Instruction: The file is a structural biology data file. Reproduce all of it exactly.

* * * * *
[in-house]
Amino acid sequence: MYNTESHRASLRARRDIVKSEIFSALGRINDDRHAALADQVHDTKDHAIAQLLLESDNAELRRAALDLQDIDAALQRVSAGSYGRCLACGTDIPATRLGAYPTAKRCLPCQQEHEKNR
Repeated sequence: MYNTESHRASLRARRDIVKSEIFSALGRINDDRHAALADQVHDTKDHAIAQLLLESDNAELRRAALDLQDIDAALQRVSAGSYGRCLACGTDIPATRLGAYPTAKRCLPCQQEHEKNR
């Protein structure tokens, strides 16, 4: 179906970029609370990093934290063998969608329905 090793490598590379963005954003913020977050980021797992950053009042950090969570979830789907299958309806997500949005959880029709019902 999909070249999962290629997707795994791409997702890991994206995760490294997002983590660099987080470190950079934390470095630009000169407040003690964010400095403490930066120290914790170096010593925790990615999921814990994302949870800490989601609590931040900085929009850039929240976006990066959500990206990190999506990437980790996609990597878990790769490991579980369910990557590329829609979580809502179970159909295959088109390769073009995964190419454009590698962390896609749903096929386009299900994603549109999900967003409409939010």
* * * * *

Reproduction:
[in-house]
Amino acid sequence: MYNTESHRASLRARRDIVKSEIFSALGRINDDRHAALADQVHDTKDHAIAQLLLESDNAELRRAALDLQDIDAALQRVSAGSYGRCLACGTDIPATRLGAYPTAKRCLPCQQEHEKNR
Repeated sequence: MYNTESHRASLRARRDIVKSEIFSALGRINDDRHAALADQVHDTKDHAIAQLLLESDNAELRRAALDLQDIDAALQRVSAGSYGRCLACGTDIPATRLGAYPTAKRCLPCQQEHEKNR
């Protein structure tokens, strides 16, 4: 179906970029609370990093934290063998969608329905 090793490598590379963005954003913020977050980021797992950053009042950090969570979830789907299958309806997500949005959880029709019902 999909070249999962290629997707795994791409997702890991994206995760490294997002983590660099987080470190950079934390470095630009000169407040003690964010400095403490930066120290914790170096010593925790990615999921814990994302949870800490989601609590931040900085929009850039929240976006990066959500990206990190999506990437980790996609990597878990790769490991579980369910990557590329829609979580809502179970159909295959088109390769073009995964190419454009590698962390896609749903096929386009299900994603549109999900967003409409939010």